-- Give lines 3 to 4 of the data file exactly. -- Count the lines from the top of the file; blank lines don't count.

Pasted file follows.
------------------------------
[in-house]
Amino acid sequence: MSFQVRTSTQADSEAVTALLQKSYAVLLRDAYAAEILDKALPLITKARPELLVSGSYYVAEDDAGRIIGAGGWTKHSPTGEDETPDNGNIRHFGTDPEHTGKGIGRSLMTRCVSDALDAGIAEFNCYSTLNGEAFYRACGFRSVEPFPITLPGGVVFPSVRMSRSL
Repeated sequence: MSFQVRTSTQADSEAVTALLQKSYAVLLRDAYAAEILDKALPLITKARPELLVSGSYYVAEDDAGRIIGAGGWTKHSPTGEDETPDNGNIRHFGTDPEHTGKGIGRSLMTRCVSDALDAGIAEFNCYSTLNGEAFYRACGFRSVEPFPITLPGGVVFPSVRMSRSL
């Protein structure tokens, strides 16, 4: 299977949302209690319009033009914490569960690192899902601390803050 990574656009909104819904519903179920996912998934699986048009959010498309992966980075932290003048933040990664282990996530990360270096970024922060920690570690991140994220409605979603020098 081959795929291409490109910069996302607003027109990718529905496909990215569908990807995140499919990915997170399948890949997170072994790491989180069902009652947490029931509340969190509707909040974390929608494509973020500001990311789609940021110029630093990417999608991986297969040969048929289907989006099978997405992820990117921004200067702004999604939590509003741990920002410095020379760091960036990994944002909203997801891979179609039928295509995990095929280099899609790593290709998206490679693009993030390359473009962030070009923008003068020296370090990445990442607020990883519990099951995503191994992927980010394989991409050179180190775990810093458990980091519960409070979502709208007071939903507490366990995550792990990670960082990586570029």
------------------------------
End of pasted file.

Repeated sequence: MSFQVRTSTQADSEAVTALLQKSYAVLLRDAYAAEILDKALPLITKARPELLVSGSYYVAEDDAGRIIGAGGWTKHSPTGEDETPDNGNIRHFGTDPEHTGKGIGRSLMTRCVSDALDAGIAEFNCYSTLNGEAFYRACGFRSVEPFPITLPGGVVFPSVRMSRSL
């Protein structure tokens, strides 16, 4: 299977949302209690319009033009914490569960690192899902601390803050 990574656009909104819904519903179920996912998934699986048009959010498309992966980075932290003048933040990664282990996530990360270096970024922060920690570690991140994220409605979603020098 081959795929291409490109910069996302607003027109990718529905496909990215569908990807995140499919990915997170399948890949997170072994790491989180069902009652947490029931509340969190509707909040974390929608494509973020500001990311789609940021110029630093990417999608991986297969040969048929289907989006099978997405992820990117921004200067702004999604939590509003741990920002410095020379760091960036990994944002909203997801891979179609039928295509995990095929280099899609790593290709998206490679693009993030390359473009962030070009923008003068020296370090990445990442607020990883519990099951995503191994992927980010394989991409050179180190775990810093458990980091519960409070979502709208007071939903507490366990995550792990990670960082990586570029």